Caption: Brandon Clokey holding one of his daughters at the Martin Luther King rally in 2007.
Photo by Naomi Yaeger-Bischoff
By Brandon Clokey
Amid the race results, amid the ointments for the aching muscles, amid the chaos of returning to normal…something tends to be lost. Father’s Day.
Since coming to Duluth five years ago, I have been puzzled that Father’s Day often gets buried by all of the other great events that fall on the same weekend. Grandma’s Marathon, Juneteenth and other activities tend to grab our focus and much of our efforts.
While many are still tending to the sunburns and blisters, children across the Northland are doing their best to figure out how to make breakfast in bed for dad. This, of course, becomes easier the taller and older the kids are. Otherwise, 4 and 5 year olds are trying their best to create breakfast with four pieces of licorice, an egg, a bowl, and the barbeque sauce that they see dad use at every picnic. Ok, so it may not be the safest meal in the world, but it is heartfelt and a scene repeated in various forms across the city and country.
The sad part is, however, fathers have often been lost in the shuffle. We strive to recognize and appreciate the role of mothers and everything they do. Indeed, without mothers, we could not be fathers. Mothers are and should be cherished. But not until recently have we attempted to place equal value on fatherhood and the value that fathers have in the development of healthy families and healthy children.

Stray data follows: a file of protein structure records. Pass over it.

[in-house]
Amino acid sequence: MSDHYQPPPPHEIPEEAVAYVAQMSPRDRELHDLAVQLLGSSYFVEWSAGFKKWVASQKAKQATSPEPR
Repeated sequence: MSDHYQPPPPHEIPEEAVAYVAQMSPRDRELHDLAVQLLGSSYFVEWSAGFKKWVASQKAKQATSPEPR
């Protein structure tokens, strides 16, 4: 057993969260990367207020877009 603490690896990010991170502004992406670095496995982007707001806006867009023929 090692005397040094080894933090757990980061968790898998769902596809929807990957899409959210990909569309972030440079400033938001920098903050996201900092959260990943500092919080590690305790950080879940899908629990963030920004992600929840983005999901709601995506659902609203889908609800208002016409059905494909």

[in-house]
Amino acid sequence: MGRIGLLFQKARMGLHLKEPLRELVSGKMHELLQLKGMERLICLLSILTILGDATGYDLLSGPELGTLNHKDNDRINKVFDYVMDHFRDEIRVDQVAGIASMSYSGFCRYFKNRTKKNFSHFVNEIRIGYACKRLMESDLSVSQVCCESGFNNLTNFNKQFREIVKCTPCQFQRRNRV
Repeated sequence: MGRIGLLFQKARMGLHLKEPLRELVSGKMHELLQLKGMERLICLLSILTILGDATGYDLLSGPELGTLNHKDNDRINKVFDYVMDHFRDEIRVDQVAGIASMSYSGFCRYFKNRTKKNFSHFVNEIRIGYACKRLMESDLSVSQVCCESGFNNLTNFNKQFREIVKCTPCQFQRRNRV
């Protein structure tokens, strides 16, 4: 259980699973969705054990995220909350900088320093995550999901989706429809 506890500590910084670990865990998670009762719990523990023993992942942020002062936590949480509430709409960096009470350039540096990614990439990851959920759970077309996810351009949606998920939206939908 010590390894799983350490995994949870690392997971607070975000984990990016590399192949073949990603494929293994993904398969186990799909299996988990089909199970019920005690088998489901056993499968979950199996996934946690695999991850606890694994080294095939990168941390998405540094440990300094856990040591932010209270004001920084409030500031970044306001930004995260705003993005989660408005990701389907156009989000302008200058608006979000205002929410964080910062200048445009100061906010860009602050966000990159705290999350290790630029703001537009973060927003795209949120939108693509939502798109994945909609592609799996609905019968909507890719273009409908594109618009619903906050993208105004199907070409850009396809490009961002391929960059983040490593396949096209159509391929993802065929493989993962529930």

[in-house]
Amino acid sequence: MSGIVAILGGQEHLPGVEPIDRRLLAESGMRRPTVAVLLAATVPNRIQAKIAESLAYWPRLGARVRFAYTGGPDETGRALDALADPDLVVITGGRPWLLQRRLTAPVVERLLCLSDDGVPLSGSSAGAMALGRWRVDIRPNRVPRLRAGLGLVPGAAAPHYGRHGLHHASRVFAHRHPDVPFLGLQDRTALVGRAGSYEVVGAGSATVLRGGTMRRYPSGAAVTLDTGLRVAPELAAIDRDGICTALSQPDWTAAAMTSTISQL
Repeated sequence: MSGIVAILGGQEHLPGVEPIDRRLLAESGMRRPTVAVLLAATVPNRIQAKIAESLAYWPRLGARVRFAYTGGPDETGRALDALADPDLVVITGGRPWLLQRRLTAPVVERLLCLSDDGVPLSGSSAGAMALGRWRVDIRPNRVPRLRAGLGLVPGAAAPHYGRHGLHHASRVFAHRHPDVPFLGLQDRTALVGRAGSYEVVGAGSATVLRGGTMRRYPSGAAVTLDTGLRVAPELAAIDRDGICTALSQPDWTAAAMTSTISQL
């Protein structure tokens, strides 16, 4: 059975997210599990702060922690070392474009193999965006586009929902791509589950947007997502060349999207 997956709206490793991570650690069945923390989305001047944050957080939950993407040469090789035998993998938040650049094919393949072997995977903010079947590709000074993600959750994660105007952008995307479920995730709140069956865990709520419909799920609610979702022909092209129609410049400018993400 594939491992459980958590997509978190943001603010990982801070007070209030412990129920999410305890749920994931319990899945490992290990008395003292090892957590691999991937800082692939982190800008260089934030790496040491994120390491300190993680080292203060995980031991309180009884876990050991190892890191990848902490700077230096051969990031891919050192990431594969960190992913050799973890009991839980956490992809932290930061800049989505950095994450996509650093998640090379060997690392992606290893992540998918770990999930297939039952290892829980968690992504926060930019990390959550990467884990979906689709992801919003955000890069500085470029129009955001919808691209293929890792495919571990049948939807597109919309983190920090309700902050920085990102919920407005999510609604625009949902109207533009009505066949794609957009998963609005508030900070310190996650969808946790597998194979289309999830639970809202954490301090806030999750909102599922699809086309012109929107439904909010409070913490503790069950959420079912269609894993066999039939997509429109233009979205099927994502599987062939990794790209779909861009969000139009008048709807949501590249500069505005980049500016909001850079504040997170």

From a court system that has tended to be mother-biased for many years to federal programs such as WIC (Women, Infants, and Children), society has managed to send a message that perhaps places the value of fathers on a different level than mothers.
Programs like the Duluth Fathering Project, Boyz II Dadz, and the St Louis County Child Support Division are all members of the Minnesota Fathers and Families Network. One goal of the statewide network is to improve the lives of fathers, children, and ultimately the whole family, even if they are not under the same roof.
And why not? The facts are simple…fathers that play a crucial role in child development and family dynamics help to generate many positive attributes for their children. These children tend to:
•Perform better in school. Academics, attendance, graduation rates
•Are less likely to be involved with the juvenile justice system
•Are less anti-social and aggressive
•Have better self-esteem
•Show lower rates of child maltreatment
•Show less maternal stress
•Are less likely to be in poverty
So, this is for fathers out there who may or may not have been lost in the shuffle. Enjoy your licorice and egg breakfast. Enjoy the tie that lights up and sings. Enjoy the extra hugs and kisses that you get on Father’s Day. Continue to be engaged in the lives of your children and grow with them as each day passes. As a father, there is no greater calling…and no greater blessing than our children. Happy Father’s Day.
The author is a Duluth father of three, and executive director of the Duluth Fathering Project